Four Canadians will skate for the Bulldogs this winter, but this fall it has been a football star from the great white north who has taken Yale by storm. Running back Tyler Varga ’15 has entered the Ivy League football scene and the Ivy League Rookie of the Year discussion from an unusual football background.
Varga leads the Elis with 419 rushing yards and four total touchdowns in four games this season. In addition to excelling at football, Varga has competed in a variety of other sports, including skiing, baseball, judo — he has a blue belt — and gymnastics.
“I did [gymnastics] for about eight years,” Varga said. “I think that provided me with a really good base just for overall explosiveness and strength and body control.”
Varga credited his father, John, as a major influence in his athletic development. The elder Varga had been a quarterback during his high school days and now works in fitness. Varga stated that his father both helped him with his fitness and kindled his affection for football.
That passion for football led Varga to the University of Western Ontario. With the Mustangs last year, he dashed his way to 799 rushing yards, 15 touchdowns and the Canadian Intervarsity Sports Rookie of the Year award. Although the rules are slightly different north of the border, Yale’s running back coach Larry Ciotti said that Varga quickly adapted to the new rules this year.
“It took him a little time to understand American football,” Ciotti said. “Didn’t take him a great deal of time, but we kid him about it.”
As an NFL fan, Varga said that most of the rules did not faze him, although not having multiple men in motion surprised him at first. In Canada, the field is 10 yards longer, there is one more man on the field and one less down, but Varga stated his role remains unchanged.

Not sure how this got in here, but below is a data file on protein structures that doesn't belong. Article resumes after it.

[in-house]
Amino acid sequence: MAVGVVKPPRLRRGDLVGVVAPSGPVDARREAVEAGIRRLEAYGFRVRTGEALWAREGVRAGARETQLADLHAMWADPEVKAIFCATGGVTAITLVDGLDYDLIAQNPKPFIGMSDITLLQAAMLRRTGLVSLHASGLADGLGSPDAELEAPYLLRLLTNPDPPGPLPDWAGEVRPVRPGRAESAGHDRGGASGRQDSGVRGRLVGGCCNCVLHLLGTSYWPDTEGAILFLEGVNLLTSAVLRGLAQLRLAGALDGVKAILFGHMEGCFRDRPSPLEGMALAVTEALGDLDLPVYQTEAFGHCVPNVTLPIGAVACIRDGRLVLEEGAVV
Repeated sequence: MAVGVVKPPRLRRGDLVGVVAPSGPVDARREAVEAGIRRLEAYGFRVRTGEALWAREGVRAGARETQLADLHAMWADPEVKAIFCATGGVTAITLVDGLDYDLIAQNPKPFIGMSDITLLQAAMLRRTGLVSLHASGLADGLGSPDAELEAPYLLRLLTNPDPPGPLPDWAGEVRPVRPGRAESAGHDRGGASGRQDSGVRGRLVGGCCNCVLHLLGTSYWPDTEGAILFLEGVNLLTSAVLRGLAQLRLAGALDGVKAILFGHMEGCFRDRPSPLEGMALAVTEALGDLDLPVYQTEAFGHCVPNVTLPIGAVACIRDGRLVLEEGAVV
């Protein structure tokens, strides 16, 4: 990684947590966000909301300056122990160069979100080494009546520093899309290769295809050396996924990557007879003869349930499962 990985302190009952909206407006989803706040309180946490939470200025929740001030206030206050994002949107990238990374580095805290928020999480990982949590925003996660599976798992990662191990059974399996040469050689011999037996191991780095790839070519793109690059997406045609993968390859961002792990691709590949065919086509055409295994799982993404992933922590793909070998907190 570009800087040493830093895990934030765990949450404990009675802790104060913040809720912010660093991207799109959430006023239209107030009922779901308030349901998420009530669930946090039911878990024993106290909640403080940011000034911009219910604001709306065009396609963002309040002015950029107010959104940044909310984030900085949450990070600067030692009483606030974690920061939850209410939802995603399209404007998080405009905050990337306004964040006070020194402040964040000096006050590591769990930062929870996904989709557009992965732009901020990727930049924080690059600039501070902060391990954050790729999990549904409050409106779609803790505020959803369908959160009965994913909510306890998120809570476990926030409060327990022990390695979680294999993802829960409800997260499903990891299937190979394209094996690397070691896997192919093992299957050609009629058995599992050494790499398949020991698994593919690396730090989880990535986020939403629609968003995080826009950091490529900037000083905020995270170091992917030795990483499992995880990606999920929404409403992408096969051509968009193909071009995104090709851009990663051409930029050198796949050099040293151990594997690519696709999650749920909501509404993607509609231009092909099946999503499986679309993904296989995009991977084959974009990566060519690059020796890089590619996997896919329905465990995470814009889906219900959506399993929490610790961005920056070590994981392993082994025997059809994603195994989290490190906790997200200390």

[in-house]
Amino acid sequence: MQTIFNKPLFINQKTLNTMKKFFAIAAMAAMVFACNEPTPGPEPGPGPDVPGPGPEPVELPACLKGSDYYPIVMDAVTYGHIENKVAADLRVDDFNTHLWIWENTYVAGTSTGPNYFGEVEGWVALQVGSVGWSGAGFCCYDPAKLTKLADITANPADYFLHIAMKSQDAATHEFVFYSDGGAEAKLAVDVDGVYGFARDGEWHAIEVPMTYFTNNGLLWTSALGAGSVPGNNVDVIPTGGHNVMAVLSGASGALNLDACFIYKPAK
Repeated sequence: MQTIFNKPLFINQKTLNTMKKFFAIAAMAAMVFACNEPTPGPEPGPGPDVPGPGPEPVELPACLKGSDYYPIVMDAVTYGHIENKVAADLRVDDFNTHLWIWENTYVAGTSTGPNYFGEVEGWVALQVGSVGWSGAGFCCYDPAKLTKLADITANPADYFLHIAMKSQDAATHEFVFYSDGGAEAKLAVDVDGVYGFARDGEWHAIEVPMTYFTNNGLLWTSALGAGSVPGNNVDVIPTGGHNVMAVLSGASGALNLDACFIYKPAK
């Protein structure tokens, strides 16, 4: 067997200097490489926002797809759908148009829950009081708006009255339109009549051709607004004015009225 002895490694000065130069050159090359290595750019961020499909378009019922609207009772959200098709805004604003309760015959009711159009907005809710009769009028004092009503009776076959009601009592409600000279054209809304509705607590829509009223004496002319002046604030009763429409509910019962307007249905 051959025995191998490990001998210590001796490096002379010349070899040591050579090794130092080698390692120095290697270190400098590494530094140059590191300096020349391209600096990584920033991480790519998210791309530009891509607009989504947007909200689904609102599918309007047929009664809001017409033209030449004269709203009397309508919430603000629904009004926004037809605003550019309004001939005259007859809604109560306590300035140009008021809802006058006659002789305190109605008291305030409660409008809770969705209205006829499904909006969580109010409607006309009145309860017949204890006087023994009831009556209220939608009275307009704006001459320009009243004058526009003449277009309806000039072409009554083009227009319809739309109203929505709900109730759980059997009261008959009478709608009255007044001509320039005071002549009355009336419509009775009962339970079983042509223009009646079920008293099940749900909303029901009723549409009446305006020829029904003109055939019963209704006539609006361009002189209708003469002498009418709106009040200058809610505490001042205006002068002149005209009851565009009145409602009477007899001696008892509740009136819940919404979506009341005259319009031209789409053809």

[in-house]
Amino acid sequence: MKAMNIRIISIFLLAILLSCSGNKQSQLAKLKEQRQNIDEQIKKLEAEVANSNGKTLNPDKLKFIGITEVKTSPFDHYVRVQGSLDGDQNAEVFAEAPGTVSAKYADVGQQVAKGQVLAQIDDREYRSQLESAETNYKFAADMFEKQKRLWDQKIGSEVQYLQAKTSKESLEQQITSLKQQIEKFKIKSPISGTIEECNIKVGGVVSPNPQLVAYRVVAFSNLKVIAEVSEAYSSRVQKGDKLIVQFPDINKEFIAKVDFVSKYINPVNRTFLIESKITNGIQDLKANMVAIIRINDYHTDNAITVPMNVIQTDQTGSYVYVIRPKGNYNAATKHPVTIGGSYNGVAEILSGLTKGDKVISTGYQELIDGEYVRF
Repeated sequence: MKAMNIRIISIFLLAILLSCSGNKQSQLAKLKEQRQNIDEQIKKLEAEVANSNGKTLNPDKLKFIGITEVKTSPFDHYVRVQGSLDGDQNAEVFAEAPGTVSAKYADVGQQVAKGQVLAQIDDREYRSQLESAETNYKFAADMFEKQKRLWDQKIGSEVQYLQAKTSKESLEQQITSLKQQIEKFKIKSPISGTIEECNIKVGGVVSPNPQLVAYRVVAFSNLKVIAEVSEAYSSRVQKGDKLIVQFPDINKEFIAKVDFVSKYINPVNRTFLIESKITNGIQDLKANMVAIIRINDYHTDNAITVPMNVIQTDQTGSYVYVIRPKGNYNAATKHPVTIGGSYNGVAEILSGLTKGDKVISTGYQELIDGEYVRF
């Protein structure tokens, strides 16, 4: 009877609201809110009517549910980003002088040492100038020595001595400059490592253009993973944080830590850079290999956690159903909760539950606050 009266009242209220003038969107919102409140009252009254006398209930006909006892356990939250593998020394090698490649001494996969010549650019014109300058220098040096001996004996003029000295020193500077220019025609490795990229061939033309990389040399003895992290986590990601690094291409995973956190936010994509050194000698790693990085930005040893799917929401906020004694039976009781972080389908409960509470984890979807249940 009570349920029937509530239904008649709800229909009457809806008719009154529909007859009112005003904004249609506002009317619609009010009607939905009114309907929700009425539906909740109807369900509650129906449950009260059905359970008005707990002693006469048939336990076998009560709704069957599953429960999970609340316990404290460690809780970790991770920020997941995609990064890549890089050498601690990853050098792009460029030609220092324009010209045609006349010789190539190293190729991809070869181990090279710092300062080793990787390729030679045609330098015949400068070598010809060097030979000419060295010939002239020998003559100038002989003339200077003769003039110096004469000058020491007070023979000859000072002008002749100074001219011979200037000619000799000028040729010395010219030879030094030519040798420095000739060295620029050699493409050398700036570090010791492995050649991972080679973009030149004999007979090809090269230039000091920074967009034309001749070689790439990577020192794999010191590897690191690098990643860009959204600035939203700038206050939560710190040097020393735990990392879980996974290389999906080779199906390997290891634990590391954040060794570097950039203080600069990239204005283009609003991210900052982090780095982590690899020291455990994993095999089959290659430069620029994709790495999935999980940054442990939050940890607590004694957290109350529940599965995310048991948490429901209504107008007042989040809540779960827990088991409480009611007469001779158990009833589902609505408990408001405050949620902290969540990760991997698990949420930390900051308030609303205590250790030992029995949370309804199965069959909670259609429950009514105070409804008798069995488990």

“For the most part for the running backs it’s the same game,” Varga said. “They hand the ball off to us [and] we’ve got to break tackles, make people miss and get into the end zone.”
The game has not changed much for Varga, as he has continued to power through defenses regardless of the different rules. He described his running style as “aggressive,” and even opposing teams have noticed. Colgate linebacker Chris Horner and Lafayette head coach Frank Tavani both said that Varga was hard to stop with just one man after facing him on the field.
Despite his successes, Varga seems unwilling to have the praise steeped wholly upon his shoulders. When asked about his performance, Varga is more likely to talk about his offensive line, his coaching staff or his fellow backs than he is to call his own number.
At Yale, however, Varga is not working solely towards success on the gridiron. Varga is also working toward a career in medicine. Rande Kostal, director of athletic programs for the University of Western Ontario football team, told the News last week that he felt Varga was particularly well-placed to have success both on and off the field.
“He’s a very bright kid,” Kostal said. “I wasn’t [director of athletic programs] when he was recruited … but his grades were very good.”
Varga’s credits from his freshman year at UWO have been transferred to Yale, Varga stated. These credits were transferred as part of the NCAA’s clarification of Varga’s elgibility to play this year. Varga was cleared to play last week, but he has been re-classified as a sophomore.
Despite being weighed down by his athletic and academic commitments, Varga said that he would like to experience more of what Yale has to offer. He added that he is interested in rushing a fraternity — either DKE or Zeta.
“I don’t know if they want me to disclose that,” Varga said. “I don’t want to start any wars here … I’ll leave that until the spring semester.”